HP ENVY X2: One Step Closer to the Hybrid Future

By Patrick Moorhead - March 12, 2013
As a technology analyst, I spend a lot time analyzing and keeping the pulse on the latest in inflection points, the ones that matter. Modularity is one of those factors and will be an specs_laptop_front_tcm_245_1287690important thing to keep an eye on for the next 5-10 years. In present day, modularity is important with the smartphone to the TV and the tablet to the keyboard, the latter the subject of this analysis. The entire PC market is in a bit of a funk driven by the macro-economic environment, but primarily driven by consumer’s fascination with smartphones and tablets. Many consumers voted in 2012 to buy a new tablet, upgrade their phone rather than upgrade their PC.  Hybrids and convertibles over time will change this and I believe 2014 is the year where consumers will view PCs as perceptually cool again. The process will start this year, but end in 2013. Tablet hybrids first came officially on the scene with the Asus Transformer, an Android-based tablet that fit into a keyboard. I have spent a lot of time with hybrids from the Transformer to the Samsung ATIV to the Surface RT and now after having spent a month with a new device, I will share my experiences with HP’s ENVY X2 latest consumer hybrid.  The X2 is very different from the predecessors I tested before it. Design The first thing that’s different about the X2 is its striking, all-brushed aluminum design. During my month with the X2, I visited three different countries and spent a lot of time in airports and trade shows floors where I took the X2. Many people would ask me what is was and comment on the design. In tablet mode, it is extremely thin and feels like an iPad but an 11.6″ one. In laptop mode, some people thought it was a MacBook Air until I popped off the tablet. When I pulled off the tablet, every single person said “wow”. The power and volume buttons are flush with the system and designed to be used without the user re-orienting the device which is a nice attention to detail. Weight and Dimensions The X2 weighs in at 3.11 lbs, which is a bit heavy for an 11.6″ notebook, but aluminum isn’t plastic, which is lighter. This is a design trade-off that consumers will usually always accept as long as it is near that 3 lb. mark.  As a tablet, I didn’t feel like I was straining, either.  My guess is that it is heavier than the MacBook Air because it needed counter-weight in the keyboard to keep the unit from tipping over, as all the major components are in the keyboard. Keyboard and Trackpad The hybrid comes with a full-sized keyboard with full-sized trackpad that is responsive to the full Windows 8 gesture set. Most hybrids cheap-out on the trackpad and I think the use of Synaptics is to be commended. I wrote everything including research papers on the keyboard which has function keys, delete keys and arrow keys and never felt cramped. Multimedia Thankfully, the product managers didn’t cheap out on the multimedia features. The X2′s rear camera is 8MP which is much appreciated at volleyball and basketball games. Yes, I am one of those annoying parents taking video with a tablet. My rationale is that it is better than on my phone which will suck the batteries dry. If you don’t understand this then you probably haven’t spent three, 10 hour days of club-level volleyball with your  kids.  The camera also has a very bright flash, unique in its class. The front facing camera supports 1080P video, much appreciated on Skype. In the follow on products, I would like to see some work done on the camera subsystem to take pictures as fast and as high quality as a phone.  This is primarily of the Intel Hive-acquired ISP. At 11.6″, the display was large for a tablet and perfect for a highly mobile laptop. The 1366×768 resolution is perfectly fine for notebook mode and even watching movies. I love higher-res displays like Retina, but there are certain use cases a user must have them so they don’t see pixels or need the fidelity for photos. This isn’t one of them as an 11.6″ display tablet isn’t the one you will use in bed and read a book on. That’s better territory for the Nexus 7 or ipad mini. The closer the display is to the eyes, the higher the res should be so you don’t see pixels unless you must see original view of pictures. Expandability Compared to just a tablet, the X2 offers the full sized keyboard and trackpad that converts it into a small notebook. The tablet holds one microSD card slot for photo or data transfer. The keyboard dock has a much-appreciated full HDMI connector and a full-sized SD card slot for inexpensive mass storage. I really appreciate the full HDMI slot as I cannot tell you how many of the iPad HDMI adapters I have lost.  The dock also has two USB 2.0 slots and mini-connector for speaker and mic. After my long business trips, I appreciated coming home and connecting the X2 to my 32″ display extending my experience even further. Durability I dropped the X2 (unintentionally) twice on concrete floors and I can say the unit fared a lot better than I expected. Using many devices, I have broken many devices and I have broken three iPads. After my unexpected drop-test, the unit suffered only scrapes but no cracked display. Software and Hardware The HP hybrid runs all Metro-based apps as well as Windows desktop style apps. This is great and I really appreciated using Outlook with Google Sync plug-ins, fully-synced Google Drive, Google Chrome and Evernote. While I consider myself a sophisticated user and know the limits of the system, I can see how a general consumer could easily overload the system. While the dual core, four thread Intel Z2760 (aka Clover Trail) is good in its class, it’s not the processor you can do everything a Core i Processor is designed to do. On occasion, I had too many Google Chrome windows open and the system came to a crawl. I also found myself running out of storage space due to my own fault of putting my Google drive and Outlook .OST on the C drive. I didn’t feel comfortable putting it on the SD cards because I have sensitive and confidential information there. I am very much looking forward to Intel’s next generation Bay Trail in this form factor. As with full Windows 8 and X86 processor, I can connect just about every hardware peripheral I have and it just works. I connected all my mice, cameras, printers and they just worked. Battery Life The X2′s battery life was the biggest shocker. In tablet mode, I got around nine hours with the tablet and with the keyboard, I got around 14 hours. I didn’t do official benchmarking, but I did test while on many transcontinental trips where I was writing research papers. Price Price is a challenge to place a verdict on because the X2 is just so versatile. Launch pricing was set at $849 for the 64GB-WiFi edition but right now, the unit is selling for $599 on sale, which is an absolute steal. At $849 one must compare it to the MacBook Air which starts at $999 and apply value to touch, convertible design, and battery life and deduct for Core i5 performance. At $599, the X2 with keyboard is a no-brainer as compared to the 64GB iPad 4 at $599. Conclusion The HP ENVY X2 shows that hybrid designs are evolving to a point where in late 2013, early 2014, consumers will need to find some other justification to pay $499 for a tablet-only design that doesn’t elegantly dock in a very integrated fashion. By elegant and integrated, I’m not talking just about adding a Bluetooth keyboard, but deeper integration like that of the X2 and beyond. By 2014, no premium-priced (499+) tablets will sell well that cannot do this and OEMs and ODMs will need to address this and invest in better modular capabilities.  And as Apple scorned video on the iPod and 7″ tablets, I am sure they have a few prototypes of a few “fridge-toasters” in test which would make for a very interesting 2014.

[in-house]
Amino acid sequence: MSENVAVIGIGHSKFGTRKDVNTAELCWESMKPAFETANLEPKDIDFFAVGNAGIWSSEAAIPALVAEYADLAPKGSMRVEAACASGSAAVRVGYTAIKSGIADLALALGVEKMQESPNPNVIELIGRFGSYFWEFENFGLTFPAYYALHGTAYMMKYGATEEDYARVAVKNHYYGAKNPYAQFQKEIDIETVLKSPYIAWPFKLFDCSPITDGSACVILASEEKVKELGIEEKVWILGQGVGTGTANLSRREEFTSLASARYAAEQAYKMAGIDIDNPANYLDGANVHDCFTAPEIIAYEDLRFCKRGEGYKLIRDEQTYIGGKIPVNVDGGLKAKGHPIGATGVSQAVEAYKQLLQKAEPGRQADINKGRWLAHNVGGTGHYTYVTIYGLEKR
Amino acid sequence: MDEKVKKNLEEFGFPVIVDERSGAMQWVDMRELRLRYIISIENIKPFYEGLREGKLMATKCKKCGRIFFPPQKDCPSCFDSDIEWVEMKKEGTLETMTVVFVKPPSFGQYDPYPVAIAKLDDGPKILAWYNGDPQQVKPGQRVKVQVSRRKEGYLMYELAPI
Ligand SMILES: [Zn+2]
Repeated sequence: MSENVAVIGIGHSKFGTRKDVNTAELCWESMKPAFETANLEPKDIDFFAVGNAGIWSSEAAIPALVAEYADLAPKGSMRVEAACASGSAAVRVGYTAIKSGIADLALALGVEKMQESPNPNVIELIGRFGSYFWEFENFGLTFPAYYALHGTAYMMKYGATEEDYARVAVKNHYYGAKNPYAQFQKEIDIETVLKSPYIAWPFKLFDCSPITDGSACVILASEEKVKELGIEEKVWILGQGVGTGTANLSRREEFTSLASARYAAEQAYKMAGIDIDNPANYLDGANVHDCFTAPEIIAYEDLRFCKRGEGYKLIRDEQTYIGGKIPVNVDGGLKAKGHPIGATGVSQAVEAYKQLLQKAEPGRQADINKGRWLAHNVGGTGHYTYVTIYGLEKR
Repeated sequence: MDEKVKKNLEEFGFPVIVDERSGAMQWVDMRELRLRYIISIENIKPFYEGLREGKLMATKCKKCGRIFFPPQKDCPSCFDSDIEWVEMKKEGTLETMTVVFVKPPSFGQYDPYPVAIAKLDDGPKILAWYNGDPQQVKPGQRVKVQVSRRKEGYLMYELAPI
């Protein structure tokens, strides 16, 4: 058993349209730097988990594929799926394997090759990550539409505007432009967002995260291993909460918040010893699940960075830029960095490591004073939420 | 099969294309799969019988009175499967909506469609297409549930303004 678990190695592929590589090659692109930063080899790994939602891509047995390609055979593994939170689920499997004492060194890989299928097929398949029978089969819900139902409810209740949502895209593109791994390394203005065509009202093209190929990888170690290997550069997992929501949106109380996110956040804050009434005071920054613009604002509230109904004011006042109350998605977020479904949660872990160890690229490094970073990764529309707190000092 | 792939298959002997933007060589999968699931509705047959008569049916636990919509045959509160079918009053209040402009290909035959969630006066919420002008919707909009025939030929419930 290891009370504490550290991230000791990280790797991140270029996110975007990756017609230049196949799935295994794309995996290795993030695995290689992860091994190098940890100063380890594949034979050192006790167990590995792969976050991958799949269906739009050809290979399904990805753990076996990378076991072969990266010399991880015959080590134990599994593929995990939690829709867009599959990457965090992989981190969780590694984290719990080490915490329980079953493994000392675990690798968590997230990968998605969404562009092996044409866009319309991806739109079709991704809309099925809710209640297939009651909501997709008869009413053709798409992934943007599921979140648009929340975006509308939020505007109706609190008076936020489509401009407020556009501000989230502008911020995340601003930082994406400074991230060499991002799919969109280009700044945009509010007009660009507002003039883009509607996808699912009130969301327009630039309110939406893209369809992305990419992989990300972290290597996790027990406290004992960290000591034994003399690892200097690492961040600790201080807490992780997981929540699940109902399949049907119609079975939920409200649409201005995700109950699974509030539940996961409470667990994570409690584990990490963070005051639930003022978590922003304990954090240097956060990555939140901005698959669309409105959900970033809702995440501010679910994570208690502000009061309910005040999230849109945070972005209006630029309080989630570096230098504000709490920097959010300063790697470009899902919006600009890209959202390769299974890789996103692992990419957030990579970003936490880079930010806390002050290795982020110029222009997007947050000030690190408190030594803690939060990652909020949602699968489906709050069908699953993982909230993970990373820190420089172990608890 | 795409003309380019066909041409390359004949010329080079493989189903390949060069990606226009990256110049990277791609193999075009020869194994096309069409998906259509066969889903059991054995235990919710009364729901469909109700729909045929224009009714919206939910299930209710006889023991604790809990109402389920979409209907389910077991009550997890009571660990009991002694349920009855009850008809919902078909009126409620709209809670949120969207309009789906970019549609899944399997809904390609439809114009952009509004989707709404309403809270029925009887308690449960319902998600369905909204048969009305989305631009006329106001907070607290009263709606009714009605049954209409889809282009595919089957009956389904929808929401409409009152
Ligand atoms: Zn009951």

Patrick Moorhead
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Patrick founded the firm based on his real-world world technology experiences with the understanding of what he wasn’t getting from analysts and consultants. Ten years later, Patrick is ranked #1 among technology industry analysts in terms of “power” (ARInsights)  in “press citations” (Apollo Research). Moorhead is a contributor at Forbes and frequently appears on CNBC. He is a broad-based analyst covering a wide variety of topics including the cloud, enterprise SaaS, collaboration, client computing, and semiconductors. He has 30 years of experience including 15 years of executive experience at high tech companies (NCR, AT&T, Compaq, now HP, and AMD) leading strategy, product management, product marketing, and corporate marketing, including three industry board appointments.